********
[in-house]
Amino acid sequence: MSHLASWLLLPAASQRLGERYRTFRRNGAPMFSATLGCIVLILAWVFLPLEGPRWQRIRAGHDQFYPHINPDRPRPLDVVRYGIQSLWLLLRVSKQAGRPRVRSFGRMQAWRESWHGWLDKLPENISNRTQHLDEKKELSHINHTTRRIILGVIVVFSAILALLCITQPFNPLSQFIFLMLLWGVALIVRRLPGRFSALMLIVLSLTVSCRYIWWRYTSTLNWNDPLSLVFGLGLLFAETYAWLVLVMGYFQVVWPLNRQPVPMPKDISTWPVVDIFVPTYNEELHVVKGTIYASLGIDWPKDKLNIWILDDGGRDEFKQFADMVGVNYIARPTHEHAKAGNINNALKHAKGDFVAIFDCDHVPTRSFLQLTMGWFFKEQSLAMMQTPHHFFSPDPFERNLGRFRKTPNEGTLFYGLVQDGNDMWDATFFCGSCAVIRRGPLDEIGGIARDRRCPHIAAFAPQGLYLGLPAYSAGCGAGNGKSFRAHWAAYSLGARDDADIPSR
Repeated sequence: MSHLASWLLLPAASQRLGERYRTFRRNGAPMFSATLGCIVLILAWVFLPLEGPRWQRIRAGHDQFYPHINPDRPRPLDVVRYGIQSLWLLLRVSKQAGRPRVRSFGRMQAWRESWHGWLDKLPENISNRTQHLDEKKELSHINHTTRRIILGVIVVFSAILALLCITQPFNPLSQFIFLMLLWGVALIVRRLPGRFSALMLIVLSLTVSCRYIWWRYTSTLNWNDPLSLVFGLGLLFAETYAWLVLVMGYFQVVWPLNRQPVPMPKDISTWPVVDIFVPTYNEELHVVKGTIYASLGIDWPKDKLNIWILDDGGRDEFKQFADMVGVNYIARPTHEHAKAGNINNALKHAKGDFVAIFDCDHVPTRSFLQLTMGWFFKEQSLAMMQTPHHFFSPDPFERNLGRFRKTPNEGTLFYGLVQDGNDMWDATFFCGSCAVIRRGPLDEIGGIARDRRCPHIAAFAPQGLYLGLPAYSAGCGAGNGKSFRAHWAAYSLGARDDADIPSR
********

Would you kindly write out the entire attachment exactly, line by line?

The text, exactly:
[in-house]
Amino acid sequence: MSHLASWLLLPAASQRLGERYRTFRRNGAPMFSATLGCIVLILAWVFLPLEGPRWQRIRAGHDQFYPHINPDRPRPLDVVRYGIQSLWLLLRVSKQAGRPRVRSFGRMQAWRESWHGWLDKLPENISNRTQHLDEKKELSHINHTTRRIILGVIVVFSAILALLCITQPFNPLSQFIFLMLLWGVALIVRRLPGRFSALMLIVLSLTVSCRYIWWRYTSTLNWNDPLSLVFGLGLLFAETYAWLVLVMGYFQVVWPLNRQPVPMPKDISTWPVVDIFVPTYNEELHVVKGTIYASLGIDWPKDKLNIWILDDGGRDEFKQFADMVGVNYIARPTHEHAKAGNINNALKHAKGDFVAIFDCDHVPTRSFLQLTMGWFFKEQSLAMMQTPHHFFSPDPFERNLGRFRKTPNEGTLFYGLVQDGNDMWDATFFCGSCAVIRRGPLDEIGGIARDRRCPHIAAFAPQGLYLGLPAYSAGCGAGNGKSFRAHWAAYSLGARDDADIPSR
Repeated sequence: MSHLASWLLLPAASQRLGERYRTFRRNGAPMFSATLGCIVLILAWVFLPLEGPRWQRIRAGHDQFYPHINPDRPRPLDVVRYGIQSLWLLLRVSKQAGRPRVRSFGRMQAWRESWHGWLDKLPENISNRTQHLDEKKELSHINHTTRRIILGVIVVFSAILALLCITQPFNPLSQFIFLMLLWGVALIVRRLPGRFSALMLIVLSLTVSCRYIWWRYTSTLNWNDPLSLVFGLGLLFAETYAWLVLVMGYFQVVWPLNRQPVPMPKDISTWPVVDIFVPTYNEELHVVKGTIYASLGIDWPKDKLNIWILDDGGRDEFKQFADMVGVNYIARPTHEHAKAGNINNALKHAKGDFVAIFDCDHVPTRSFLQLTMGWFFKEQSLAMMQTPHHFFSPDPFERNLGRFRKTPNEGTLFYGLVQDGNDMWDATFFCGSCAVIRRGPLDEIGGIARDRRCPHIAAFAPQGLYLGLPAYSAGCGAGNGKSFRAHWAAYSLGARDDADIPSR